Press Release: Ohio has a primary problem
The topline: After months of controversy around the state’s Republican-drawn maps, Ohio is charging full steam into their primary races — where 12 of 15 congressional districts are considered “safe” for one party, which means the primary is the election of consequence in determining who will represent the district in Congress.
After a trickling start with Texas’s March primary — where 36 of the state’s 38 congressional seats have likely been decided because of the Primary Problem — the race for control of Congress kicks off in earnest in just a few days. May is chalk full of primary elections (in 13 states to be precise), including in key swing states such as Ohio (May 3rd) and Pennsylvania (May 17th).
The Primary Problem is about to rear its ugly head in Ohio in a huge way. The majority of Ohioans will have their congressional representation decided by the handful who vote in the dominant party primary.
Ohio’s primary structure is distorting representation and fueling political division in a few key ways:
- Ohio’s primary rules keep too many voters on the sidelines. Nearly 78% of Ohio voters are officially listed by the state government as nonpartisan, but in order to vote in Ohio’s major party primaries, voters are required to select a party’s ballot — thereby registering them with that party. Forcing Ohioans to affiliate with a party to have equal access to the ballot is problematic: it's a direct obstacle to voters — to those who want a say in Ohio politics, not just Republican politics or Democratic politics — and it fuels the Primary Problem.
- The Primary Problem was severe in 2020. In the last election, just 1 of Ohio’s 16 congressional districts was rated “competitive” by Cook Political Report. There were more than 8.9M voting age citizens in Ohio, but just 572,000 participated in the 15 primaries of consequence. In other words, just 6% of Ohio voters effectively decided 94% of the state’s U.S. House seats.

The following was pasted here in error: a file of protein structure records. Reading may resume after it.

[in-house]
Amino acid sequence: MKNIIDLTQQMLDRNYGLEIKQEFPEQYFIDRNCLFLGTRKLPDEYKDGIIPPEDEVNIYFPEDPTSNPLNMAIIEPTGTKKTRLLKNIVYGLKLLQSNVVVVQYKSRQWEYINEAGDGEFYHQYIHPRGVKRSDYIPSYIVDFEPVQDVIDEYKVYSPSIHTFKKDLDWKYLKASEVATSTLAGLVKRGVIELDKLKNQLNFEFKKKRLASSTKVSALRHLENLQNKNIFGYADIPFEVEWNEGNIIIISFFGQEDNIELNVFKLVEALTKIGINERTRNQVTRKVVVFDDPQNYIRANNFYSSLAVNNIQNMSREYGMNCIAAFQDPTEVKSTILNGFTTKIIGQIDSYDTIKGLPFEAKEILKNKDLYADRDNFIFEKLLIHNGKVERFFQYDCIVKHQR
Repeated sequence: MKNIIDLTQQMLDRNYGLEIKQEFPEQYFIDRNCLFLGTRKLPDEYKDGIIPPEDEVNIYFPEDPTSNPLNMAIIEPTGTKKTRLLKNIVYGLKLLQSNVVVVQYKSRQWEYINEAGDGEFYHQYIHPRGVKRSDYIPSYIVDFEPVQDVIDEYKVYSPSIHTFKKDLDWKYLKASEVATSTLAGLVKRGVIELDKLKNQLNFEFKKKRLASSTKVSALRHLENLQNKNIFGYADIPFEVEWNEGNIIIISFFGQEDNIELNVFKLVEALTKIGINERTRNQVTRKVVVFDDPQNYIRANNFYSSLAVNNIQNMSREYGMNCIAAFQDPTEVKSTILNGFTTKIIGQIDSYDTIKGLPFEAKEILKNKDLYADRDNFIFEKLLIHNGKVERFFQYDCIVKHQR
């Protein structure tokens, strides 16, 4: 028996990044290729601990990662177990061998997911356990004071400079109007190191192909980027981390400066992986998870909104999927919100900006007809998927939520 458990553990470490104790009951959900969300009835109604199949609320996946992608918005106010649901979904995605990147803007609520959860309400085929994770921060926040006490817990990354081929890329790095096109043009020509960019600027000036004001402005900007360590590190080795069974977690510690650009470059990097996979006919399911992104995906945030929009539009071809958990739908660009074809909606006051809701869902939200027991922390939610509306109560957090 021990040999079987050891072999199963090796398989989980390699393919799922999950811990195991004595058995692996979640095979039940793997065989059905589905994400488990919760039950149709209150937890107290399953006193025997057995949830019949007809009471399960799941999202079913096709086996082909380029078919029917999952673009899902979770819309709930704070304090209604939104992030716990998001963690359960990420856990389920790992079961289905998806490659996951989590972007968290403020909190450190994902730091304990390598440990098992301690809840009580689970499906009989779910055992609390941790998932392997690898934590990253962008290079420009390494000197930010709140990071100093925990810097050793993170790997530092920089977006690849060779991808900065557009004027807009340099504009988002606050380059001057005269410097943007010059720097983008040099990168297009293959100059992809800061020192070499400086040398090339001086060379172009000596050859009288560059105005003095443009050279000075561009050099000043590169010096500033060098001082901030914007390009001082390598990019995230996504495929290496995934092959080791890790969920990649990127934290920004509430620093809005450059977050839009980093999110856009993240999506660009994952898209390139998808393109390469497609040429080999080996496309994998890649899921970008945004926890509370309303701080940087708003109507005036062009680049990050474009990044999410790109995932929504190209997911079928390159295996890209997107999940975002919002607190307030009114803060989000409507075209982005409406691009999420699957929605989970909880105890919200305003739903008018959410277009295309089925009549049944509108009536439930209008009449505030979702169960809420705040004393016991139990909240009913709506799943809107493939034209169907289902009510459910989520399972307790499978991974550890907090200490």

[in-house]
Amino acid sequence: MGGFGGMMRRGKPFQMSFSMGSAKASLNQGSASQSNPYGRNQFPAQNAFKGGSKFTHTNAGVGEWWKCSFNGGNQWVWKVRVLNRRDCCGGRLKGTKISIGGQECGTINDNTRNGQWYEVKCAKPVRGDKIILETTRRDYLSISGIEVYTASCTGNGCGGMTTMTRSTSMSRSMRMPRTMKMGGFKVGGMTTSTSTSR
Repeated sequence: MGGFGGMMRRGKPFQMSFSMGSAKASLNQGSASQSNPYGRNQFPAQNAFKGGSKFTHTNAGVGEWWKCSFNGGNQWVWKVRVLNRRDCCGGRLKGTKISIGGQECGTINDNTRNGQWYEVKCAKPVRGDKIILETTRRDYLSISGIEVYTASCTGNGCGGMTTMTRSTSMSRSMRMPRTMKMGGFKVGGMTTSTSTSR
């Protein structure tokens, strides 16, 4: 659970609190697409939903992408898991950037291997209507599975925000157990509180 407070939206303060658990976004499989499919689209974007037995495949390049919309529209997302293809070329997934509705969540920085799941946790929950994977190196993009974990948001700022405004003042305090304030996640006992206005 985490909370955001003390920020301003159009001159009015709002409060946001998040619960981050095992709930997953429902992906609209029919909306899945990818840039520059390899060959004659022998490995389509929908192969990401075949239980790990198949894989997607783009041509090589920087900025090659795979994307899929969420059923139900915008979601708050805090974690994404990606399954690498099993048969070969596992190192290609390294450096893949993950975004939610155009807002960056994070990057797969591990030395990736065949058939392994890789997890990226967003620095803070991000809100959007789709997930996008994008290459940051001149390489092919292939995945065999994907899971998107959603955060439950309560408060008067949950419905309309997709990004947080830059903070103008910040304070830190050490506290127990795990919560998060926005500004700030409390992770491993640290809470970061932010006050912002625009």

- Ohio’s toxic politics is forcing out the sort of leaders most voters say they want. Despite the fact that the voters overwhelmingly favor compromise-oriented candidates, the Primary Problem creates a dynamic wherein bipartisanship and compromise are punished. Ohio has two notable incumbents who have announced their retirement from Congress, Senator Rob Portman (R) and Representative Anthony Gonzalez (R, OH-16). Both cited the toxicity and atmosphere of politics as reasons they weren’t running again:
“It has gotten harder and harder to break through the partisan gridlock and make progress on substantive policy.” – Sen. Rob Portman
“... the current state of our politics, especially many of the toxic dynamics inside our own party, is a significant factor in my decision.” – Rep. Anthony Gonzalez
As an aside: Gonzalez was one of 10 House Republicans to vote for impeachment — all of whom have now announced their retirement or face significant primary challenges.
The Primary Problem facing Ohio exists in almost every other state, including others holding elections in May.
For example, in Oregon and Pennsylvania’s May 17th primary, more than 1 million non-affiliated voters in each state will be barred from participating in any election thanks to closed primary systems.
Runoff elections in Texas will require voters to return to the polls on May 24th to vote again in 15 races from their March 1st primary. Just 6% of Texans participated in the first round primaries that will help to elect 94% of the state’s congressional delegation.
But it’s not all doom and gloom: four states — including Alaska, California, Louisiana, and Washington — use alternate primary systems that welcome participation from all voters (regardless of partisan affiliation) and encourage candidates to campaign to the broadest swath of their district. On May 11th, voters in Nebraska will elect candidates to their unicameral legislature through a nonpartisan, top-two primary. California (June 7th) and Washington (August 2nd) also use top-two systems for all state and federal offices.
Alaska leads the way nationwide in solving the primary problem through a recently adopted top-four nonpartisan primary, advancing four finalists to a general election decided by ranked choice voting. Their special election on June 11 will mark the first use of a top-four nonpartisan primary in our nation’s history.
Nonpartisan primaries solve the Primary Problem by putting all voters on equal footing, giving every voter a voice at every step in the election process, and rewarding candidates who best represent the views of their constituents. Other states would be smart to follow suit.